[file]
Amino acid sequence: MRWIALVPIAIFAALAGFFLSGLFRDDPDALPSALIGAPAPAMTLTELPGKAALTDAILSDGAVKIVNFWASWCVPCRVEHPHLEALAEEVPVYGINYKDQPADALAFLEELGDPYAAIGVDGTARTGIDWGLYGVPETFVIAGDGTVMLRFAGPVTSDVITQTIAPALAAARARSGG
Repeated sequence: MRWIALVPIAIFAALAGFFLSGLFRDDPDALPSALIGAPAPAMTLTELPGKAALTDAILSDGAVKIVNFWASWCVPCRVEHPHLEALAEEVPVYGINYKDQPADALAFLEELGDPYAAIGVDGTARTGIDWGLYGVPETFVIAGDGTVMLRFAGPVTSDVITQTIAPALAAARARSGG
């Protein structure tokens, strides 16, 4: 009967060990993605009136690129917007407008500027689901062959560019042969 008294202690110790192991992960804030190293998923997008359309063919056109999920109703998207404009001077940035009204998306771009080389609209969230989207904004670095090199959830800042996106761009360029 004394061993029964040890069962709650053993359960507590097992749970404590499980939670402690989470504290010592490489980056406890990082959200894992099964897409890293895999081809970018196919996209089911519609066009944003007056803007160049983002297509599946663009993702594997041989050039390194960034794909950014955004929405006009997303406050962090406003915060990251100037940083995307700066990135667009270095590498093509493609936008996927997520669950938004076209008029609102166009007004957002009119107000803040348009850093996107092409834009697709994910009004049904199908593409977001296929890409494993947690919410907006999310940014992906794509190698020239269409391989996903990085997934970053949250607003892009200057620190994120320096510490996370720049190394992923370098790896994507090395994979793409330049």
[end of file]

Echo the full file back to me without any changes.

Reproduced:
Amino acid sequence: MRWIALVPIAIFAALAGFFLSGLFRDDPDALPSALIGAPAPAMTLTELPGKAALTDAILSDGAVKIVNFWASWCVPCRVEHPHLEALAEEVPVYGINYKDQPADALAFLEELGDPYAAIGVDGTARTGIDWGLYGVPETFVIAGDGTVMLRFAGPVTSDVITQTIAPALAAARARSGG
Repeated sequence: MRWIALVPIAIFAALAGFFLSGLFRDDPDALPSALIGAPAPAMTLTELPGKAALTDAILSDGAVKIVNFWASWCVPCRVEHPHLEALAEEVPVYGINYKDQPADALAFLEELGDPYAAIGVDGTARTGIDWGLYGVPETFVIAGDGTVMLRFAGPVTSDVITQTIAPALAAARARSGG
């Protein structure tokens, strides 16, 4: 009967060990993605009136690129917007407008500027689901062959560019042969 008294202690110790192991992960804030190293998923997008359309063919056109999920109703998207404009001077940035009204998306771009080389609209969230989207904004670095090199959830800042996106761009360029 004394061993029964040890069962709650053993359960507590097992749970404590499980939670402690989470504290010592490489980056406890990082959200894992099964897409890293895999081809970018196919996209089911519609066009944003007056803007160049983002297509599946663009993702594997041989050039390194960034794909950014955004929405006009997303406050962090406003915060990251100037940083995307700066990135667009270095590498093509493609936008996927997520669950938004076209008029609102166009007004957002009119107000803040348009850093996107092409834009697709994910009004049904199908593409977001296929890409494993947690919410907006999310940014992906794509190698020239269409391989996903990085997934970053949250607003892009200057620190994120320096510490996370720049190394992923370098790896994507090395994979793409330049």